Aster Graphics Responds to Canon’s Toner-Cartridge Patent-Infringement Legal Action

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The Recycler reported today that it received a statement from Aster Graphics of Southern California in response to Canon Inc.’s recent legal action take against 49 manufacturers, sellers and distributors of third-party, OEM-alternative toner cartridges in the United States, with Aster being one of the companies named in the legal action.

Canon announced the legal action in early March 2018, announcing that it had filed a complaint with the U.S. International Trade Commission (ITC) against 49 manufacturers, distributors, and sellers of third-party clone toner cartridges and imaging drum units. It also filed patent-infringement lawsuits in the United States against various companies. The complaint asserts that the companies’ printer supplies infringe on various Canon patents related to toner cartridges and imaging drum units that are used in HP laser printers.

In its statement to The Recycler, Aster noted that there are two types of third-party printer supplies: remanufactured cartridges that are manufactured using depleted OEM toner cartridges or consumables such as printer imaging drums, and new-built supplies that are build new from the ground-up. (Editor’s note: there is also a third category – fake printer supplies that are fraudulently branded with an OEM brand name. Canon’s legal action doesn’t involve these fake or “copycat” printer supplies.)

Aster Graphics noted that remanufactured products need to abide by Permissible Repair law, and may be subject to patent infringement claims by merely replacing an OEM imaging drum with a new imaging drum.

Aster says its own products are embedded with its own technology that is says are “protected by valid and enforceable patents which are registered with the U.S. Patent and Trademark Office.”  It says it’s applied for over 300 patents worldwide, and “we have always respected the intellectual property of third parties. Innovation has and will continue to be a core business initiative.”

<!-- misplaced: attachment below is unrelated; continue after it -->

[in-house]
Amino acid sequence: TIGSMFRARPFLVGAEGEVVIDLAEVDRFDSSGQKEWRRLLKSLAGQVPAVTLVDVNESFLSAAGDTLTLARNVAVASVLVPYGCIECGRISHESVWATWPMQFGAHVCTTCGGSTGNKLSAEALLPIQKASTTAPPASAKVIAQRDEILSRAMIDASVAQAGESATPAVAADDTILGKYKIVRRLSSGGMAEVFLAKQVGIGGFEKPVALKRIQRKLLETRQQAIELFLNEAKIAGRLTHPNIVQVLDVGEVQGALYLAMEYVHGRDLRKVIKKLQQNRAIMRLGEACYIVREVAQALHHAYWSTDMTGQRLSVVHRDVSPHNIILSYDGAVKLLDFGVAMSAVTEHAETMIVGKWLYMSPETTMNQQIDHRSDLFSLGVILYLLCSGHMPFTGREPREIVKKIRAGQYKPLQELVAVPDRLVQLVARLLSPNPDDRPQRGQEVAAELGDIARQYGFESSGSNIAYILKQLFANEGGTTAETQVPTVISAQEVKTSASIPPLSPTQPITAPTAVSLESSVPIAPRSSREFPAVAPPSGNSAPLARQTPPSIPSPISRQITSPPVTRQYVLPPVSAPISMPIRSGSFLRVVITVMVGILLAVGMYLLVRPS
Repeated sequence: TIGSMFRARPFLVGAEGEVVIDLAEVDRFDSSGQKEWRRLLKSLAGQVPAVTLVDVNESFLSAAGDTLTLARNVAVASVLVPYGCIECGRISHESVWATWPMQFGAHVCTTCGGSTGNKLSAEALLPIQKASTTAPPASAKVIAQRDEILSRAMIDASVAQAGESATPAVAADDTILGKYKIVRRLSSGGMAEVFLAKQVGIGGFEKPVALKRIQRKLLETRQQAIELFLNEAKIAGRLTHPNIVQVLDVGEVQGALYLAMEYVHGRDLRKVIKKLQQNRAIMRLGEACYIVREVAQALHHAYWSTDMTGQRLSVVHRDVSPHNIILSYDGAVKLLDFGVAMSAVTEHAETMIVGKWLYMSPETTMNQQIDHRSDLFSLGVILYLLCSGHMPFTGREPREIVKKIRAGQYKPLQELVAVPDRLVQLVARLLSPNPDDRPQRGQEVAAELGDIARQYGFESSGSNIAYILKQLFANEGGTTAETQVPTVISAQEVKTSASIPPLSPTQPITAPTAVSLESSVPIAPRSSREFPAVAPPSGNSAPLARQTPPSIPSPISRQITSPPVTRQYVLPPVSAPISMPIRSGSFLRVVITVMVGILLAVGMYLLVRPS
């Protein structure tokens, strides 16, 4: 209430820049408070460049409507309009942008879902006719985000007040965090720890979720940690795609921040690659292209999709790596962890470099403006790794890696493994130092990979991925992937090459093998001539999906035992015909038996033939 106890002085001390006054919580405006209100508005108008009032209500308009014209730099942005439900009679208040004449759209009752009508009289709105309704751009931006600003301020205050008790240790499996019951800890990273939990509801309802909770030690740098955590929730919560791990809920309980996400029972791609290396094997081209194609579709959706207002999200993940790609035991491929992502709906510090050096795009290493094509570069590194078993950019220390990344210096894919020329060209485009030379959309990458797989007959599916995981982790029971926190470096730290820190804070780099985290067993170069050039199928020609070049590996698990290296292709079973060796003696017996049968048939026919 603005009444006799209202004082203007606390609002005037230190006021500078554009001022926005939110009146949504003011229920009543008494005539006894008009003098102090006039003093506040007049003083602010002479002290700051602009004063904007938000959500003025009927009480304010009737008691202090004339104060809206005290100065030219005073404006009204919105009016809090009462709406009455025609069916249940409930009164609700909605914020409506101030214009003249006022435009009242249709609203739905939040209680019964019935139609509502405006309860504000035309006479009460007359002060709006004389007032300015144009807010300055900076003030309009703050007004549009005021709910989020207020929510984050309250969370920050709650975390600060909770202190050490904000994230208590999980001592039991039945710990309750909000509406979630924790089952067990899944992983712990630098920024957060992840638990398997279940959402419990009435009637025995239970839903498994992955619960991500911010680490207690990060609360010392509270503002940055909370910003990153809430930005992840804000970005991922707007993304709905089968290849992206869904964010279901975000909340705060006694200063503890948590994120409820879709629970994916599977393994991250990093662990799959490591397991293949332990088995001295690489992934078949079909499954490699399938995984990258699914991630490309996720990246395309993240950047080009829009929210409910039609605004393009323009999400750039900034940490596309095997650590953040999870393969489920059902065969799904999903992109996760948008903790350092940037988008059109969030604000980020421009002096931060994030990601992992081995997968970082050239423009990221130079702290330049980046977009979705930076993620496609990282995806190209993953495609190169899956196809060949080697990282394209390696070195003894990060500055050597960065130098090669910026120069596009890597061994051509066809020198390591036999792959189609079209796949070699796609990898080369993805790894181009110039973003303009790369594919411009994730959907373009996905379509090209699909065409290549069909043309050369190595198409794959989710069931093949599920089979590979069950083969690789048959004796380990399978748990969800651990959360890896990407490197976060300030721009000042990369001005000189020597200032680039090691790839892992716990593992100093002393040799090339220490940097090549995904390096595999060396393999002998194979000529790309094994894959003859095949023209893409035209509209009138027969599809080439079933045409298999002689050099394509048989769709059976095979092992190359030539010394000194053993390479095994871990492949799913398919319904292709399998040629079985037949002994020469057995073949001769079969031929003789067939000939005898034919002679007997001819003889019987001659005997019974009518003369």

The firm also stated:

“Aster became the first company to attain a solution to the 2012 337-TA-829 GEO by introducing our own Gear Tek products (covered by Aster’s own U.S. Patent NO. 8,805,242) which was approved by the United States Customs. Similarly, during the 337-TA-918 investigation filed by Canon in 2014, Aster’s Smart Gear products (covered by Aster’s own U.S. Patent NO. 8,731,435) were approved by the United States Customs, and Aster again became the first company to overcome the GEO of 337-TA-918. Our products have never been subject to a seizure order, and our product supply has never been interrupted.”

On its Web site, Aster Graphics states that its “closed-loop recycling process allows us to reuse and recycle plastics, components, metal, aluminum and other raw materials which would normally end up in landfills. Recycled cartridges are sent to our factory located in China for processing and remanufacturing… After (the) remanufacturing process is complete cartridges are shipped back our distribution center for resale.”

Not Clones

Aster Graphics also stated that some of its competitors have issued “malicious, uninformed, and negative messages …who allege that Aster’s products are infringing other’s patents and intellectual property,” and stated that these “comments are baseless, reckless and completely false in their assumptions.”

The firm also stated that its customers are “fully indemnified.”

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